Commitments clearly influence jurors' understanding of a case; however, litigators must craft their presentations to address jurors' favorable and unfavorable commitments. Top Supreme Court advocates are part entertainer and part advocate, crafting the ability to both maintain the justices' attentions and advance a well crafted argument that speaks to justices' commitments. The Justices, after all, are a tough audience. Playing to justices or jurors, as a performer plays to the audience, does not just involve maintaining attention, but also requires a concern to prevent information overload. Too often litigators direct little attention to their presentation skills not realizing that skillful presentation and explanation of information ensures juror understanding. Successful communication and message retention require eye contact, voice intonation, physical movement in the courtroom (if possible), and visual aids that remind jurors of the primary points within the argument. Trial lawyers should employ communication strategies that reinforce both visual and audio learners. Without providing jurors with dynamic presentations, or orally walking jurors through arguments step by step without a visual checklist, counsel risks empowering jurors to make sense of the case in their own manner, often by reverting to underlying commitments that may jeopardize the case. In one previous mock juror deliberation, where the defense team had not constructed visual checklists for jurors, jurors confused the burden requirements for infringement and invalidity. In this instance, jurors ignored the Court's written instructions and instead tried to recall the verbal distinctions between the categories, arriving at, to that side's detriment, a less than accurate understanding. Although not a fail-safe, a visual checklist would have likely enabled a more accurate recall process. Additionally, litigators should embrace the role of teacher by providing jurors with strategies to employ in deliberations by way of analogies, narrative frame reductions, or damage discussions. Litigators' presentations should be designed to both communicate clear concepts as well as solve the problem for jurors by offering reasonable resolutions to enable a systematic approach to the legal issues,, preventing jurors from enacting sensemaking. A closing argument should provide jurors with a clear path to resolution, and if litigators have practiced messaging within a specific closing, he or she should not be thrown off path by a litany of arguments from the opposition. Losing sight of your message and strategy at closing could result in a disorganized and flustered delivery that causes jurors to grow suspicious of your case at a time when they should be most confident. When jurors enter deliberations they should have a clear understanding of your case and proposed path toward resolution.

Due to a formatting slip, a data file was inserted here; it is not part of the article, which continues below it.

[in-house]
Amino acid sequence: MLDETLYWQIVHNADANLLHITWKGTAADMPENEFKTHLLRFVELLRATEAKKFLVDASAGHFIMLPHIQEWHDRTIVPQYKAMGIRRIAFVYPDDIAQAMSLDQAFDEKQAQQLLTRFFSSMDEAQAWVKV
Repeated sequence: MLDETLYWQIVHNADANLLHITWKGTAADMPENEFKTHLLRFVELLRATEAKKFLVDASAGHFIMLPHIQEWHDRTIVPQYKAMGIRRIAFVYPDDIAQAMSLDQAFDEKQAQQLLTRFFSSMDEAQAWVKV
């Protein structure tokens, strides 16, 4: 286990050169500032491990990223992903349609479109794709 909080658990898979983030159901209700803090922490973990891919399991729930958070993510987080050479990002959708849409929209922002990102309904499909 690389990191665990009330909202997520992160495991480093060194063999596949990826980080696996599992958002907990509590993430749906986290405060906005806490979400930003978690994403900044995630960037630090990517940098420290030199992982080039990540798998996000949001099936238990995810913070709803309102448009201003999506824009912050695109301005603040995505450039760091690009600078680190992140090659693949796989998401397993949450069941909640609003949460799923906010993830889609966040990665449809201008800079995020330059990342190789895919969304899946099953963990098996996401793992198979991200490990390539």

Sensemaking places a distinct emphasis on the communication process within group discussion because group communication provides the landscape where issues and ideas come to life, are rejected, or even ignored, thereby shaping jurors' consideration of potential resolutions. Commitments and presentations play a prominent role in how individuals evaluate information, but group discussion leaders largely control the interpretation of issues and the eventual resolution of the case. An experienced Supreme Court advocate will tailor their arguments to specific justices whom they believe will advance their point in conference. Specific justices also tend to dominate discussions during oral arguments controlling what issues the justices and advocates explore. Like the justices, observing mock jurors deliberate over complex issues also provides a fascinating window into the communicative process and the role of leaders. Because jurors have been confused by difficult or poor attorney presentations, they enter deliberations with a heavy sense of uncertainty, often relying upon their personal commitments or fellow jurors for a more clear understanding of the issues. Generally, the most confident and assertive individual will persuade the group of his or her position, primarily through the confidence they portray in the understanding of the case, which in turn makes this type of leader either the most advantageous or dangerous individual on the jury because of their capability to swing the group. At times it is painful to observe leaders bullying other jurors or gathering a majority of group support and then individually grinding down opposing jurors. Typically, the leader with a handful of other jurors will have oppositional members one by one explain their opposing positions and then the majority begins asserting its barrage of challenges, creating a pressure-ridden environment that causes most jurors to yield. One mock juror serving as the group's leader and foreperson intentionally left out language in the Court's charge when reading aloud for the group and misconstrued other charges to garner group support. In this instance the leader could have singlehandedly subverted the judicial process in an actual deliberation. Litigators must be attuned to the role of leaders, considering both a person's background as well as his or her personality, and ideally should be confident in the leader's support. Gambling on a leader's support can result in a costly mistake. Here again, a skilled trial consultant can be invaluable in assisting counsel with the identification of leaders. Leaders can be young, old, male, and female and relying on conventional stereotypes may lead to trouble in the deliberation room.